The National Transportation Safety Board recommends that all new vehicles in the United States be equipped with blood alcohol monitoring systems that can prevent an intoxicated person from driving.
The recommendations, if enacted by the National Highway Traffic Safety Administration, could reduce the number of alcohol-related crashes, which are one of the biggest causes of highway deaths in the United States.
The new push to make roads safer was included in a report released Tuesday about a horrific crash last year in which a drunk driver collided head-on with another car near Fresno, killing both the adult driver and seven children.
NHTSA said this week that U.S. roadway fatalities have increased The extent of the crisis. Nearly 43,000 people were killed last year, the highest number in 16 years, as Americans returned to the streets after stay-at-home orders in the pandemic.
Initial estimates show that fatalities rose again in the first half of this year, but they declined from April to June, a trend that authorities expect to follow.
The NTSB, which has no regulatory authority and can only ask other agencies to act, said the recommendation was designed to pressure NHTSA to move. It may come into force in three years from now.
“We need NHTSA to act. We see the numbers,” said NTSB Chair Jennifer Homendi. “We have to make sure we’re doing everything we can to save lives.”
The NTSB, he said, has been pushing NHTSA since 2012 to explore alcohol monitoring technology. “The faster the technology is implemented, the more lives will be saved,” he said
The recommendation also calls for systems to monitor driver behavior, ensuring they are alert. Many cars now have driver-facing cameras, which have the potential to limit impaired driving, he said.
But Homendi said he also understands that perfecting the alcohol test will take time. “We also recognize that it will take time for NHTSA to evaluate what technology is available and how to develop a standard.”
A message was left Tuesday seeking comment from NHTSA.
The agency and a group of 16 automakers have been jointly funding research on alcohol monitoring since 2008, forming a group called Driver Alcohol Detection Systems for Safety.
The group has hired a Swedish company to research technology that would automatically test a driver’s breath for alcohol and stop the vehicle if the driver is impaired, said Jack McCook, a spokesman for the group. The driver won’t have to blow into a tube, and a sensor will check the driver’s breath, McCook said.
Another company is working on lightweight technology that can test blood alcohol on a person’s finger, he said. Breath technology could be ready by the end of 2024, while touch technology will arrive about a year later.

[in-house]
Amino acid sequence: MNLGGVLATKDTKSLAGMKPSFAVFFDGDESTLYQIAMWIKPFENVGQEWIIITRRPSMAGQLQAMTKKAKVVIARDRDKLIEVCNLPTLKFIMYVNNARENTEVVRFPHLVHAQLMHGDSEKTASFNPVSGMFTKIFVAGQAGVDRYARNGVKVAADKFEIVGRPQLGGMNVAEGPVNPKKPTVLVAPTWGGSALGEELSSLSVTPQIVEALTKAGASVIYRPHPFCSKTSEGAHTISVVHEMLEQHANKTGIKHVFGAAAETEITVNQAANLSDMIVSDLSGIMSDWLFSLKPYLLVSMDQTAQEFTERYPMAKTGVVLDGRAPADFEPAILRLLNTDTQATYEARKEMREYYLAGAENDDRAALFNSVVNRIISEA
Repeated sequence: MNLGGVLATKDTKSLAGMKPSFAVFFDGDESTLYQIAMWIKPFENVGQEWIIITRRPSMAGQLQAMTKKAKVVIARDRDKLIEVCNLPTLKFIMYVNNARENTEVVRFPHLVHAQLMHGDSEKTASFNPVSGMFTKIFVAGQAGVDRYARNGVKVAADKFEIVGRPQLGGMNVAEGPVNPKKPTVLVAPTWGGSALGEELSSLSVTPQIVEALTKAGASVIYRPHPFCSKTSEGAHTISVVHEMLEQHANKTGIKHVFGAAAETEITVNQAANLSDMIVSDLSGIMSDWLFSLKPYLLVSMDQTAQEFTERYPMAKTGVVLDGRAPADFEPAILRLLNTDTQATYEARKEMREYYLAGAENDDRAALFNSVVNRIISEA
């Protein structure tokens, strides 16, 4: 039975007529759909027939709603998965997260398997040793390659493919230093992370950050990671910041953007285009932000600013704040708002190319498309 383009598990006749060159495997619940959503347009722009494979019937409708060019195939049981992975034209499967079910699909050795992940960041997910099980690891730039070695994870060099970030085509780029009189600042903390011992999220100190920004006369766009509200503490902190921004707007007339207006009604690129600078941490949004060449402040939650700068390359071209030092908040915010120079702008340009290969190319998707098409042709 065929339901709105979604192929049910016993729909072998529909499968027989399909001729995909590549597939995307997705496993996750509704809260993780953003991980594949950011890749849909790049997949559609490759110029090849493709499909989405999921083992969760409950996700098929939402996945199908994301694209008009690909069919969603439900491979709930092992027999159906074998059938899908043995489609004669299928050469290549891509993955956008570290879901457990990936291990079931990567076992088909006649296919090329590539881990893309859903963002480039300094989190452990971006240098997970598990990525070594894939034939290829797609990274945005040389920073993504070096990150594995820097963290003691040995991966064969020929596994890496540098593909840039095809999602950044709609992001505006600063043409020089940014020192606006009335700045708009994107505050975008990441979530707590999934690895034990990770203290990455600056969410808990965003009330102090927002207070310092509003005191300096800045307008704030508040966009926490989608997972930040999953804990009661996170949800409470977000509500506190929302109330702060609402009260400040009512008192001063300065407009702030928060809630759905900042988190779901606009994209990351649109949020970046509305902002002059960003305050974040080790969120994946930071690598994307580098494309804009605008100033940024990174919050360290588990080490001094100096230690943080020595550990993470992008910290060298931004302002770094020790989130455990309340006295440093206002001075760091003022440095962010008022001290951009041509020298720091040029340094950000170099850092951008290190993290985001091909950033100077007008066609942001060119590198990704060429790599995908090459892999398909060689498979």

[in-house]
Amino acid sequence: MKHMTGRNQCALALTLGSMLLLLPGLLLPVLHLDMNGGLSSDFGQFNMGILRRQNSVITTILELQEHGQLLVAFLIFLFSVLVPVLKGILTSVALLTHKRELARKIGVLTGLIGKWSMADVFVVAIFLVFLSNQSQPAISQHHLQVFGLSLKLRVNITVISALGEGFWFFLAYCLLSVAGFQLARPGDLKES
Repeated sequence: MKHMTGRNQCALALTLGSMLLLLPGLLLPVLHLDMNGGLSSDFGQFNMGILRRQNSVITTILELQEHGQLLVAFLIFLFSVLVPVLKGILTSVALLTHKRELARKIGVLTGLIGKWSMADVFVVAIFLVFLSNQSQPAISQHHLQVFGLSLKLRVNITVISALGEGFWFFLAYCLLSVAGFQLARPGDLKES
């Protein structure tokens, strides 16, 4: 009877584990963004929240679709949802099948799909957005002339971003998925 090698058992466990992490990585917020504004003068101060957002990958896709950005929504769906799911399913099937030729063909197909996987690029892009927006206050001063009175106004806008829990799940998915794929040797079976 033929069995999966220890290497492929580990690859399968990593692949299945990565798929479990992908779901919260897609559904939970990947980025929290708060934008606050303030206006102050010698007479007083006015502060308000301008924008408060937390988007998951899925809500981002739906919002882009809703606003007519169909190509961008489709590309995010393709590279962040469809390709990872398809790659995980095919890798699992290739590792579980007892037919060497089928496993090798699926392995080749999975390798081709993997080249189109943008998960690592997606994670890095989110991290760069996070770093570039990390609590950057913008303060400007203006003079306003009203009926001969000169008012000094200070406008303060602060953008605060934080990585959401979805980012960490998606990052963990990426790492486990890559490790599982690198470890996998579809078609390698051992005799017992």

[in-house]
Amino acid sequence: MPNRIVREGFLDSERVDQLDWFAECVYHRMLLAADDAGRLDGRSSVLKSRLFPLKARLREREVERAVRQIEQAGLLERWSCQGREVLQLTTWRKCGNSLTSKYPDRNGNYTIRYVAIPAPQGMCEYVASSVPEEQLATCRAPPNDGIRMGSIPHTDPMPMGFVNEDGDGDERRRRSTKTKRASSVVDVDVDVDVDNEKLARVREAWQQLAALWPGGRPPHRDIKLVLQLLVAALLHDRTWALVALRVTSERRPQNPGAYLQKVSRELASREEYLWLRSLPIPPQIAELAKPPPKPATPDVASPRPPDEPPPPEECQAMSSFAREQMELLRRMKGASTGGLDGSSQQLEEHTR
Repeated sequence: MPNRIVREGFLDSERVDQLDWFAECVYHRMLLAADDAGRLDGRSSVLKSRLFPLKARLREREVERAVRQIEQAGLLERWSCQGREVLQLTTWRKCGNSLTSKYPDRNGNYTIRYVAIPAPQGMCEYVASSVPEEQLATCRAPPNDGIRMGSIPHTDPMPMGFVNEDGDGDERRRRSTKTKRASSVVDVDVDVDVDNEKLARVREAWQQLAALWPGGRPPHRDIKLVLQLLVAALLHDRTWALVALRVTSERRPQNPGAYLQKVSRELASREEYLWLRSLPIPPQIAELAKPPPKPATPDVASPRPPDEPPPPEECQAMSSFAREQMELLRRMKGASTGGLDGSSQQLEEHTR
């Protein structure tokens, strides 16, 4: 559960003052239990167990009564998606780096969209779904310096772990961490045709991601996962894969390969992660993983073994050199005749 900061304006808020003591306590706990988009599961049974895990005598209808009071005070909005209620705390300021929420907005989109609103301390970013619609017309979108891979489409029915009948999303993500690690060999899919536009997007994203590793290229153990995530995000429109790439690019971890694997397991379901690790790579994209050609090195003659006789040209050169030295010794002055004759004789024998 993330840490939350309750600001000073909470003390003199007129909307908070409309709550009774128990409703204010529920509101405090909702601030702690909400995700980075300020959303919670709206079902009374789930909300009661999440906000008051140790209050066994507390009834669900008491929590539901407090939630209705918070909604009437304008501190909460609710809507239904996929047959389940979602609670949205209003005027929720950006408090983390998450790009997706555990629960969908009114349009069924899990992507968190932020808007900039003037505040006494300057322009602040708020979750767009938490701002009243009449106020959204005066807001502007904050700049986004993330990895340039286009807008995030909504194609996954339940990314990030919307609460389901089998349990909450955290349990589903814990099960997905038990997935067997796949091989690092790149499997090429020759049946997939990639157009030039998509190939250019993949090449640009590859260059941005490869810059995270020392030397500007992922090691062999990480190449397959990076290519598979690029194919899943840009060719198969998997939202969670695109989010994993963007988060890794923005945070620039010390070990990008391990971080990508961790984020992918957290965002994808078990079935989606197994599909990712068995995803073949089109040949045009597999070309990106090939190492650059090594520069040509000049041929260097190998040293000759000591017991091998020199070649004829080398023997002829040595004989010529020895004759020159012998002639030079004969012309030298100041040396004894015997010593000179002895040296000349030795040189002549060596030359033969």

It could be another car-model year or two before automakers get its technology into new vehicles, McCook said.
Once the technology is ready, it will take several years to be in the roughly 280 million vehicles on US roads.
Under last year’s bipartisan Infrastructure Act, Congress forced NHTSA to require automakers to install alcohol monitoring systems within three years. The agency may seek an extension. Implementation of such requirements has been slow in the past.
The law does not specify the technology, only that it must “passively monitor” to determine if a driver is impaired.
In 2020, the most recent statistics available, 11,654 people died in alcohol-related crashes, according to NHTSA data. The NTSB says that accounts for about 30% of all US traffic deaths, and a 14% increase from 2019 figures, the full year before the Covid-19 pandemic.
In the fatal crash included in the report, the 28-year-old driver of a sport utility vehicle was driving home from a New Year’s Day 2021 party where he had been drinking. The SUV went to the right on State Route 33, crossed the center line and collided head-on with a Ford F-150 pickup truck near Avenal, Calif.
The pickup was carrying 34-year-old Gabriela Pulido and seven children, ages 6 to 15, home after a trip to Pismo Beach. The truck quickly caught fire and bystanders were unable to save the passengers, the NTSB said.
The driver of the SUV had a blood alcohol level of 0.21%, nearly three times California’s legal limit. He also had marijuana in his system, but the agency said the alcohol was enough to seriously impair his driving. According to the report, the SUV was traveling between 88 and 98 miles per hour.
The crash happened less than a second after the Dodge Journey re-entered the road, giving Pulido no time to avoid the collision, the NTSB said.
Juan Pulido, 37, whose wife and four children were killed in the crash, said he’s glad the NTSB is pushing for alcohol monitoring because it could prevent another person from losing a loved one. “It’s something their family has to live with,” he said. “It won’t go away tomorrow.”
Pulido’s lawyer, Paul Kiesel, said driver monitoring systems could also prevent crashes caused by medical problems or drowsiness, saving billions of dollars in pain and hospital costs.